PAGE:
Thursday, September 19, 2013
Maps and Doctrinal Scholarship
In my last post, I looked at SCOTUS Maps in the classroom. My basic suggestion was that maps could help 1L students "find their way into" otherwise befuddling topics like FRCP 8 pleadings doctrine. Using the slideshow function, the mapper software allows law teachers to introduce complexity at a pace, and in a sequence, tailored to an audience just beginning to learn the law.
In this installment, I consider how maps might help facilitate conversations among more sophisticated audiences -- those engaged in serious doctrinal scholarship. Once again, the software's payout comes in its ability to visually represent complexity. This time around, however, the complexity we're talking about is very complex. For scholars who like to trudge deep in the doctrinal weeds, maps can provide a neat way to present an information-dense snapshot of their arguments.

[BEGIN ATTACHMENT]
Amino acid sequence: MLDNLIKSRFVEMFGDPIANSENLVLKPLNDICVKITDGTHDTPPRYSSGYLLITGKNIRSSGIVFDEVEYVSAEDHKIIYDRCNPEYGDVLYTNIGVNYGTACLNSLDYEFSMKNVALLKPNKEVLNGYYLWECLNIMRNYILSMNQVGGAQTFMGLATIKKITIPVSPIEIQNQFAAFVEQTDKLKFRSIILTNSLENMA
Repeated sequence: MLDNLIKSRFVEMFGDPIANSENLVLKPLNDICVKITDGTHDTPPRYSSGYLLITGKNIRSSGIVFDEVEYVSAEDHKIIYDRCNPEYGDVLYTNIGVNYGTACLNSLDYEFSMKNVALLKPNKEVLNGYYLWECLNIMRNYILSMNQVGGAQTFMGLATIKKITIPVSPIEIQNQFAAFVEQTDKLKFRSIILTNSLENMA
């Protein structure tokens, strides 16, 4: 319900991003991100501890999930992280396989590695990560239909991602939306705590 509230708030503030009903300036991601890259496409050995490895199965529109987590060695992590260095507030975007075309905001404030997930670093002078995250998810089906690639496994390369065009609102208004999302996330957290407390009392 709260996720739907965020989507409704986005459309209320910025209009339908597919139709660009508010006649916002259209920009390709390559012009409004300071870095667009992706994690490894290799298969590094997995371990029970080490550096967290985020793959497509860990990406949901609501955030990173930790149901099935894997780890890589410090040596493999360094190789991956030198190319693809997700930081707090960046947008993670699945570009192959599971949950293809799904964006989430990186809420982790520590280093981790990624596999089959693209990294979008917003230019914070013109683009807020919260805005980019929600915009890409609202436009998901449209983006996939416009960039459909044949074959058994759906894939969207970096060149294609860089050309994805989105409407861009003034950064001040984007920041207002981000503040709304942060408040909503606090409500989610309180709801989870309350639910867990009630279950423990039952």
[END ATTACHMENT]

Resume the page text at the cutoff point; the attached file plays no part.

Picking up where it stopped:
Let's jump right into an example. The map below attempts to capture the complex argument advanced by Jennifer Laurin in her insightful and compelling 2011 article Trawling for Herring: Lessons in Doctrinal Borrowing and Convergence.
In her article, Professor Laurin argued that the doctrinal roots of the Court's 2009 Herring decision traced back not only to exclusionary-rule jurisprudence (Herring was a 4th Amendment case) but also to certain lines of constitutional tort and qualified immunity opinions. Building on Professors Tebbe and Tsai's vital work on constitutional "borrowing", Laurin introduced the novel concept of "convergence" -- where two otherwise distinct doctrines start to align after an initial cross-fertilization. After applying the convergence concept to explain certain peculiarities in the Herring decision, Laurin further suggested how borrowing and convergence can enrich our understanding of the "hydlaulics" of doctrinal development.